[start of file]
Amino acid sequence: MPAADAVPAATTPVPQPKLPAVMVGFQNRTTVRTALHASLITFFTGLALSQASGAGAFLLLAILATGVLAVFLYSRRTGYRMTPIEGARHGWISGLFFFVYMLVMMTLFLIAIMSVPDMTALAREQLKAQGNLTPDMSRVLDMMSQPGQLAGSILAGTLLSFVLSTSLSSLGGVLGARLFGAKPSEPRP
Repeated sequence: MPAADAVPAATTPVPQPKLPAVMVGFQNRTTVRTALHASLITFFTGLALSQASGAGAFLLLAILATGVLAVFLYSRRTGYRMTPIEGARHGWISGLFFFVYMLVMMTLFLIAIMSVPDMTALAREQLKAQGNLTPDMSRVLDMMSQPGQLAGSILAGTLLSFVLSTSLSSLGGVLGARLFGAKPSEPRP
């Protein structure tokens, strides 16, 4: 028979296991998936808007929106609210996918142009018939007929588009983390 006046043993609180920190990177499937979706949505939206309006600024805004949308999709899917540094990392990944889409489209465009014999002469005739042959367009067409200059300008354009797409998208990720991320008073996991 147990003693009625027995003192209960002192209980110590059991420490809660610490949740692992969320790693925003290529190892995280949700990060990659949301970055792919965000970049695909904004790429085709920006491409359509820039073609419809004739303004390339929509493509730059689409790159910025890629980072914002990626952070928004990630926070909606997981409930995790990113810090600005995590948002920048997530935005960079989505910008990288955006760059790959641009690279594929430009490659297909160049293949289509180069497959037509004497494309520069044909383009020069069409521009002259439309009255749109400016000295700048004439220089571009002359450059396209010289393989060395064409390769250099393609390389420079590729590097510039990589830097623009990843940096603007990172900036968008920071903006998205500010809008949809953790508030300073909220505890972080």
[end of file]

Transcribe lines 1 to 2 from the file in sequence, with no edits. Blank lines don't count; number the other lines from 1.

Amino acid sequence: MPAADAVPAATTPVPQPKLPAVMVGFQNRTTVRTALHASLITFFTGLALSQASGAGAFLLLAILATGVLAVFLYSRRTGYRMTPIEGARHGWISGLFFFVYMLVMMTLFLIAIMSVPDMTALAREQLKAQGNLTPDMSRVLDMMSQPGQLAGSILAGTLLSFVLSTSLSSLGGVLGARLFGAKPSEPRP
Repeated sequence: MPAADAVPAATTPVPQPKLPAVMVGFQNRTTVRTALHASLITFFTGLALSQASGAGAFLLLAILATGVLAVFLYSRRTGYRMTPIEGARHGWISGLFFFVYMLVMMTLFLIAIMSVPDMTALAREQLKAQGNLTPDMSRVLDMMSQPGQLAGSILAGTLLSFVLSTSLSSLGGVLGARLFGAKPSEPRP